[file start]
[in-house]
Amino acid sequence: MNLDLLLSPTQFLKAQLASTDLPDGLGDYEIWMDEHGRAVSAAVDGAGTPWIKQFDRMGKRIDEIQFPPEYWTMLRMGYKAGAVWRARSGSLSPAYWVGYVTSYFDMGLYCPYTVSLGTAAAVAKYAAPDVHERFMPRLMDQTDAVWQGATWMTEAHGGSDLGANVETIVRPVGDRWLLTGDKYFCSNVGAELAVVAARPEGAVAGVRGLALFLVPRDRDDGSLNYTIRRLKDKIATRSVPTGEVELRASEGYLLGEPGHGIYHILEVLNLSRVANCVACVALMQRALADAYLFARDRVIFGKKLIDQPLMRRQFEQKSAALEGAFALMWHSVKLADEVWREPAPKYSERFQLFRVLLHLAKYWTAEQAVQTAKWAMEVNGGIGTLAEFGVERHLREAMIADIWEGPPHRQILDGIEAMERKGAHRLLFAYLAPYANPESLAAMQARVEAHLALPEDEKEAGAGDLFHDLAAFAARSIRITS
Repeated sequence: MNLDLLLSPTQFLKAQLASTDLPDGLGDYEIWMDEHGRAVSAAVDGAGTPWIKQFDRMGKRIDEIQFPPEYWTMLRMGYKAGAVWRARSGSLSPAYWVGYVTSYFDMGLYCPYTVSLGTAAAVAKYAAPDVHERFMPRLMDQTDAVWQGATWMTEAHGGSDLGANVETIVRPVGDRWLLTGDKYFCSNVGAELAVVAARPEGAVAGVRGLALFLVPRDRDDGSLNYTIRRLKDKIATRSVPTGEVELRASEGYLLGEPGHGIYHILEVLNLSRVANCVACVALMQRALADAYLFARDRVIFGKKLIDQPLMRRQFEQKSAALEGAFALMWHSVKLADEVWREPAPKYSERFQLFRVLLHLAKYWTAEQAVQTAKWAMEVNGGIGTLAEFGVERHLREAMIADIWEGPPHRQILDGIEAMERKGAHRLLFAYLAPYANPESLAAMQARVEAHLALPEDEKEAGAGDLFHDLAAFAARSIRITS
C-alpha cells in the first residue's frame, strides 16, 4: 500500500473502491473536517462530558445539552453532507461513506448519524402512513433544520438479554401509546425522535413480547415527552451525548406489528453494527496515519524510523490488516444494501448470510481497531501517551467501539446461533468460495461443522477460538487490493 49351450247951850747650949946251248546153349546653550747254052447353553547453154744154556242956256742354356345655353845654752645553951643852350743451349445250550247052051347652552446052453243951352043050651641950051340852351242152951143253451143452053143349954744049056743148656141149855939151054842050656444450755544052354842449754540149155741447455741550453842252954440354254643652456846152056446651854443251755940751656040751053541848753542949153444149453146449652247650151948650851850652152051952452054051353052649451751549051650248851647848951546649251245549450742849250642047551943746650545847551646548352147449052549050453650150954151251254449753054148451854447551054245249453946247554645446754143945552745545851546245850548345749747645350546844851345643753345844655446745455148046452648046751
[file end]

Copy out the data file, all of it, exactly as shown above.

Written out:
[in-house]
Amino acid sequence: MNLDLLLSPTQFLKAQLASTDLPDGLGDYEIWMDEHGRAVSAAVDGAGTPWIKQFDRMGKRIDEIQFPPEYWTMLRMGYKAGAVWRARSGSLSPAYWVGYVTSYFDMGLYCPYTVSLGTAAAVAKYAAPDVHERFMPRLMDQTDAVWQGATWMTEAHGGSDLGANVETIVRPVGDRWLLTGDKYFCSNVGAELAVVAARPEGAVAGVRGLALFLVPRDRDDGSLNYTIRRLKDKIATRSVPTGEVELRASEGYLLGEPGHGIYHILEVLNLSRVANCVACVALMQRALADAYLFARDRVIFGKKLIDQPLMRRQFEQKSAALEGAFALMWHSVKLADEVWREPAPKYSERFQLFRVLLHLAKYWTAEQAVQTAKWAMEVNGGIGTLAEFGVERHLREAMIADIWEGPPHRQILDGIEAMERKGAHRLLFAYLAPYANPESLAAMQARVEAHLALPEDEKEAGAGDLFHDLAAFAARSIRITS
Repeated sequence: MNLDLLLSPTQFLKAQLASTDLPDGLGDYEIWMDEHGRAVSAAVDGAGTPWIKQFDRMGKRIDEIQFPPEYWTMLRMGYKAGAVWRARSGSLSPAYWVGYVTSYFDMGLYCPYTVSLGTAAAVAKYAAPDVHERFMPRLMDQTDAVWQGATWMTEAHGGSDLGANVETIVRPVGDRWLLTGDKYFCSNVGAELAVVAARPEGAVAGVRGLALFLVPRDRDDGSLNYTIRRLKDKIATRSVPTGEVELRASEGYLLGEPGHGIYHILEVLNLSRVANCVACVALMQRALADAYLFARDRVIFGKKLIDQPLMRRQFEQKSAALEGAFALMWHSVKLADEVWREPAPKYSERFQLFRVLLHLAKYWTAEQAVQTAKWAMEVNGGIGTLAEFGVERHLREAMIADIWEGPPHRQILDGIEAMERKGAHRLLFAYLAPYANPESLAAMQARVEAHLALPEDEKEAGAGDLFHDLAAFAARSIRITS
C-alpha cells in the first residue's frame, strides 16, 4: 500500500473502491473536517462530558445539552453532507461513506448519524402512513433544520438479554401509546425522535413480547415527552451525548406489528453494527496515519524510523490488516444494501448470510481497531501517551467501539446461533468460495461443522477460538487490493 49351450247951850747650949946251248546153349546653550747254052447353553547453154744154556242956256742354356345655353845654752645553951643852350743451349445250550247052051347652552446052453243951352043050651641950051340852351242152951143253451143452053143349954744049056743148656141149855939151054842050656444450755544052354842449754540149155741447455741550453842252954440354254643652456846152056446651854443251755940751656040751053541848753542949153444149453146449652247650151948650851850652152051952452054051353052649451751549051650248851647848951546649251245549450742849250642047551943746650545847551646548352147449052549050453650150954151251254449753054148451854447551054245249453946247554645446754143945552745545851546245850548345749747645350546844851345643753345844655446745455148046452648046751